Definition for hareem (2 of 2)
Origin of harem
Examples from the Web for hareem
She declined all invitations to take up her abode in the hareem, although promised entire liberty.The College, the Market, and the Court|Caroline H. Dall
It is true that the inmate of the hareem knows nothing of the wild liberty (as it seems to her) that the European woman enjoys.
Moorish women are only too ready to become inmates of the Sultan's hareem.The Arab's Pledge|Edward L. Mitford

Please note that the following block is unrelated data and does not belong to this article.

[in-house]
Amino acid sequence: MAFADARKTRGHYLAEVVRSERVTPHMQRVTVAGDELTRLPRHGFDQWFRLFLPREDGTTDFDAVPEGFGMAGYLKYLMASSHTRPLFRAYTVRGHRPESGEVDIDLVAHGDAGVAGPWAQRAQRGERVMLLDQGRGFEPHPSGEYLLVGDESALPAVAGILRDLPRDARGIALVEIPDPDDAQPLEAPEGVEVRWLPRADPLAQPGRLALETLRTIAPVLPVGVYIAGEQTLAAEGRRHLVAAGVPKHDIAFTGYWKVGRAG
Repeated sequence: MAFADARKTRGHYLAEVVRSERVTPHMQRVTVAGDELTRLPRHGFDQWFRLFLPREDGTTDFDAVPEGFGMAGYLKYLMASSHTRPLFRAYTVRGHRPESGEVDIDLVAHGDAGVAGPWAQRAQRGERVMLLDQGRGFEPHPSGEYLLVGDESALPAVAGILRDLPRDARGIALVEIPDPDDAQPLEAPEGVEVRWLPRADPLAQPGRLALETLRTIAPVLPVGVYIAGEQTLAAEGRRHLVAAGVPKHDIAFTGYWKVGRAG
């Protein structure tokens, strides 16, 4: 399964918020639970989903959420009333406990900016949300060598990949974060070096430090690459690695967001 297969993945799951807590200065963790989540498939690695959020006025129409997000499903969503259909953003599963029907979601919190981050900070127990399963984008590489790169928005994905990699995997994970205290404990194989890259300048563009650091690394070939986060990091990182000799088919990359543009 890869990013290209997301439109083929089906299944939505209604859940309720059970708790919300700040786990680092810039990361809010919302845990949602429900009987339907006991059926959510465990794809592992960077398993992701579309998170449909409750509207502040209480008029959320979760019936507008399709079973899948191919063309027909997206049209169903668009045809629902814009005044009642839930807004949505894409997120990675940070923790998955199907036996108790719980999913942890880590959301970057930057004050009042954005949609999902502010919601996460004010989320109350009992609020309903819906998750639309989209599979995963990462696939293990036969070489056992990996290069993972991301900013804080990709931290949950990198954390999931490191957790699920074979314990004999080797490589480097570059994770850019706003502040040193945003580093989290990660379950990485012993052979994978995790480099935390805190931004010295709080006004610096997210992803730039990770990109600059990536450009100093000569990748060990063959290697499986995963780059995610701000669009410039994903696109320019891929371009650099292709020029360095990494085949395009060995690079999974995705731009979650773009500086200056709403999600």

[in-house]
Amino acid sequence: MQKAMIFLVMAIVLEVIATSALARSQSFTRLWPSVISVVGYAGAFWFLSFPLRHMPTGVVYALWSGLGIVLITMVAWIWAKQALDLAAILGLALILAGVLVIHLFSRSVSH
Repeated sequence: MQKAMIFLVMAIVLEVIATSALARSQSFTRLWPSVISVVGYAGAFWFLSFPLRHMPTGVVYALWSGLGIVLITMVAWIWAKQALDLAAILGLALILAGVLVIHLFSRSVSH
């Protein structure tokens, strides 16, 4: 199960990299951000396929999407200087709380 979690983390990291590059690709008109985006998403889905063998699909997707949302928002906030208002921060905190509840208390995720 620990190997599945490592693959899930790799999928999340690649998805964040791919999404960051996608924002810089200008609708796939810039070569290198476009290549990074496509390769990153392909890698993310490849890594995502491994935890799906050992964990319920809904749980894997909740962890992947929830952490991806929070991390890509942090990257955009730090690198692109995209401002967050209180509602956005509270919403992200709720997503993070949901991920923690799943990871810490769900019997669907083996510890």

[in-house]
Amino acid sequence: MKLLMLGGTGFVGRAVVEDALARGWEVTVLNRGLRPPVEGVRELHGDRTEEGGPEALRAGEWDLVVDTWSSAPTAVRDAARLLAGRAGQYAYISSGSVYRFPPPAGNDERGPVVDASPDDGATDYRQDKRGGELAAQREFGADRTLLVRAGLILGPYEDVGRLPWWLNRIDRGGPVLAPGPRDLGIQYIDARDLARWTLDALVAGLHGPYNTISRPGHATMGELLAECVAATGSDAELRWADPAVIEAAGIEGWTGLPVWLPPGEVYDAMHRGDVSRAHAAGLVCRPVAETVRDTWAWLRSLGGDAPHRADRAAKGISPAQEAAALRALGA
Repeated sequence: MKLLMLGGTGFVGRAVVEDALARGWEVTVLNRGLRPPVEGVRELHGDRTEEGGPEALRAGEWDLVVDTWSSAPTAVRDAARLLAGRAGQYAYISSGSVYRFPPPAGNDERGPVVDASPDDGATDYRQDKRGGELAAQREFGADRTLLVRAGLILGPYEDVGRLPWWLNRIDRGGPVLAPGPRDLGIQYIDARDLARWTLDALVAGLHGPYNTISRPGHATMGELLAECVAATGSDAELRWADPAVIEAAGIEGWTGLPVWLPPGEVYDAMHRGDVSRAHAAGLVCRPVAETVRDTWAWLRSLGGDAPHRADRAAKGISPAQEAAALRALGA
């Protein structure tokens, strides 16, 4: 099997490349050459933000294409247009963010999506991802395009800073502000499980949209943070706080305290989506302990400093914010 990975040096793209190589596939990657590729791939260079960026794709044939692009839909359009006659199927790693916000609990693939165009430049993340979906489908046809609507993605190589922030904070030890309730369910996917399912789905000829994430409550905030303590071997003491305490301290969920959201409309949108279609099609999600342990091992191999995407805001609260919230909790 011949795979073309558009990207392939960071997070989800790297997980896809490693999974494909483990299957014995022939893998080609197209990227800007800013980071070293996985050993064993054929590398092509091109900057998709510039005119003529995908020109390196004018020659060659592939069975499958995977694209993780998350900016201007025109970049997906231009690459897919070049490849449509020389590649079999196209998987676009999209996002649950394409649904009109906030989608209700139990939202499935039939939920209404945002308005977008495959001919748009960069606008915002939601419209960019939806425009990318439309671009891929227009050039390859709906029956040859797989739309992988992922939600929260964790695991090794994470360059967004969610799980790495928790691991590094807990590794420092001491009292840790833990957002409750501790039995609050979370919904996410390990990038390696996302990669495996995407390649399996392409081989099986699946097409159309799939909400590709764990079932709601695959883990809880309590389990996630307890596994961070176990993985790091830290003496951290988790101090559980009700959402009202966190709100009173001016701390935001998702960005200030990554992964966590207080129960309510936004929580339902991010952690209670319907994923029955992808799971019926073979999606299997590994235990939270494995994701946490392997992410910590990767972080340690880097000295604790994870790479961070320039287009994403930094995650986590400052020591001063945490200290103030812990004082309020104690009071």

Hareem carriages (that is, ladies' carriages) in Cairo are large, heavily built broughams.Mentone, Cairo, and Corfu|Constance Fenimore Woolson
But these excellences, though found in a hareem, will not fuse, as in a poem or a picture.The Book of Khalid|Ameen Rihani
British Dictionary definitions for hareem
Word Origin for harem
Word Origin and History for hareem
1630s, from Turkish harem, from Arabic haram "wives and concubines," originally "women's quarters," literally "something forbidden or kept safe," from root of harama "he guarded, forbade."